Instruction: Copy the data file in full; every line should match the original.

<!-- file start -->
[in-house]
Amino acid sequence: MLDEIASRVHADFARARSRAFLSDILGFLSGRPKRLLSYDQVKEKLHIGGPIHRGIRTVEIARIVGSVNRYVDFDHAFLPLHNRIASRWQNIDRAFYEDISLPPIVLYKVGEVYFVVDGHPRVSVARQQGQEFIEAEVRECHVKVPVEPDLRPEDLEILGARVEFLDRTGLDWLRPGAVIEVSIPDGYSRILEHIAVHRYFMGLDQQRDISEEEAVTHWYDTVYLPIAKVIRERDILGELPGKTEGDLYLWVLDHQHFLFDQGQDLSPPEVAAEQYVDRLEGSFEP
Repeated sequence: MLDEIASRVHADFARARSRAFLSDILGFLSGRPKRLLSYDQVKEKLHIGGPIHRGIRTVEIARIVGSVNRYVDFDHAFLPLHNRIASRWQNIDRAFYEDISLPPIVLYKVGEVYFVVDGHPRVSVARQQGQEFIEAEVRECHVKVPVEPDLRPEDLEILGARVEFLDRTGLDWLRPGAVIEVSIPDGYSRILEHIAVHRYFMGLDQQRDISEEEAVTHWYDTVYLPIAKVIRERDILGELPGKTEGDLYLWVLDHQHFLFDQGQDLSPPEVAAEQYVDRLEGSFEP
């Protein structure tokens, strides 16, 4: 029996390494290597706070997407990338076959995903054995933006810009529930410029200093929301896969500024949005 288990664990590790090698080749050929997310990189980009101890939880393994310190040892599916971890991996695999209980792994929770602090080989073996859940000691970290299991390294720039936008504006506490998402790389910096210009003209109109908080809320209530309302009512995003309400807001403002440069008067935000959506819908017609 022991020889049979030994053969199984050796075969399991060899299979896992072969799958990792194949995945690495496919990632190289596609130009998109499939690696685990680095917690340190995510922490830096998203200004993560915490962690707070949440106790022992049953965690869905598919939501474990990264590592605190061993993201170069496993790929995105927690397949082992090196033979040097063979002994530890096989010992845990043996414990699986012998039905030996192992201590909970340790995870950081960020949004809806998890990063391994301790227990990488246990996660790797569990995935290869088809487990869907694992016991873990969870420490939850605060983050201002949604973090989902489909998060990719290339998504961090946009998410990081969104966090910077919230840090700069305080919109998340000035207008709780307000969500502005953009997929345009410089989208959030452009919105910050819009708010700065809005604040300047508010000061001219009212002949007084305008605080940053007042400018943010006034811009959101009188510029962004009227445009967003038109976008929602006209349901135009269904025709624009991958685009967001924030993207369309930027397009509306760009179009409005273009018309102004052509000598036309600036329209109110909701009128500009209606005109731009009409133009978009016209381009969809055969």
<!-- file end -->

[in-house]
Amino acid sequence: MLDEIASRVHADFARARSRAFLSDILGFLSGRPKRLLSYDQVKEKLHIGGPIHRGIRTVEIARIVGSVNRYVDFDHAFLPLHNRIASRWQNIDRAFYEDISLPPIVLYKVGEVYFVVDGHPRVSVARQQGQEFIEAEVRECHVKVPVEPDLRPEDLEILGARVEFLDRTGLDWLRPGAVIEVSIPDGYSRILEHIAVHRYFMGLDQQRDISEEEAVTHWYDTVYLPIAKVIRERDILGELPGKTEGDLYLWVLDHQHFLFDQGQDLSPPEVAAEQYVDRLEGSFEP
Repeated sequence: MLDEIASRVHADFARARSRAFLSDILGFLSGRPKRLLSYDQVKEKLHIGGPIHRGIRTVEIARIVGSVNRYVDFDHAFLPLHNRIASRWQNIDRAFYEDISLPPIVLYKVGEVYFVVDGHPRVSVARQQGQEFIEAEVRECHVKVPVEPDLRPEDLEILGARVEFLDRTGLDWLRPGAVIEVSIPDGYSRILEHIAVHRYFMGLDQQRDISEEEAVTHWYDTVYLPIAKVIRERDILGELPGKTEGDLYLWVLDHQHFLFDQGQDLSPPEVAAEQYVDRLEGSFEP
């Protein structure tokens, strides 16, 4: 029996390494290597706070997407990338076959995903054995933006810009529930410029200093929301896969500024949005 288990664990590790090698080749050929997310990189980009101890939880393994310190040892599916971890991996695999209980792994929770602090080989073996859940000691970290299991390294720039936008504006506490998402790389910096210009003209109109908080809320209530309302009512995003309400807001403002440069008067935000959506819908017609 022991020889049979030994053969199984050796075969399991060899299979896992072969799958990792194949995945690495496919990632190289596609130009998109499939690696685990680095917690340190995510922490830096998203200004993560915490962690707070949440106790022992049953965690869905598919939501474990990264590592605190061993993201170069496993790929995105927690397949082992090196033979040097063979002994530890096989010992845990043996414990699986012998039905030996192992201590909970340790995870950081960020949004809806998890990063391994301790227990990488246990996660790797569990995935290869088809487990869907694992016991873990969870420490939850605060983050201002949604973090989902489909998060990719290339998504961090946009998410990081969104966090910077919230840090700069305080919109998340000035207008709780307000969500502005953009997929345009410089989208959030452009919105910050819009708010700065809005604040300047508010000061001219009212002949007084305008605080940053007042400018943010006034811009959101009188510029962004009227445009967003038109976008929602006209349901135009269904025709624009991958685009967001924030993207369309930027397009509306760009179009409005273009018309102004052509000598036309600036329209109110909701009128500009209606005109731009009409133009978009016209381009969809055969």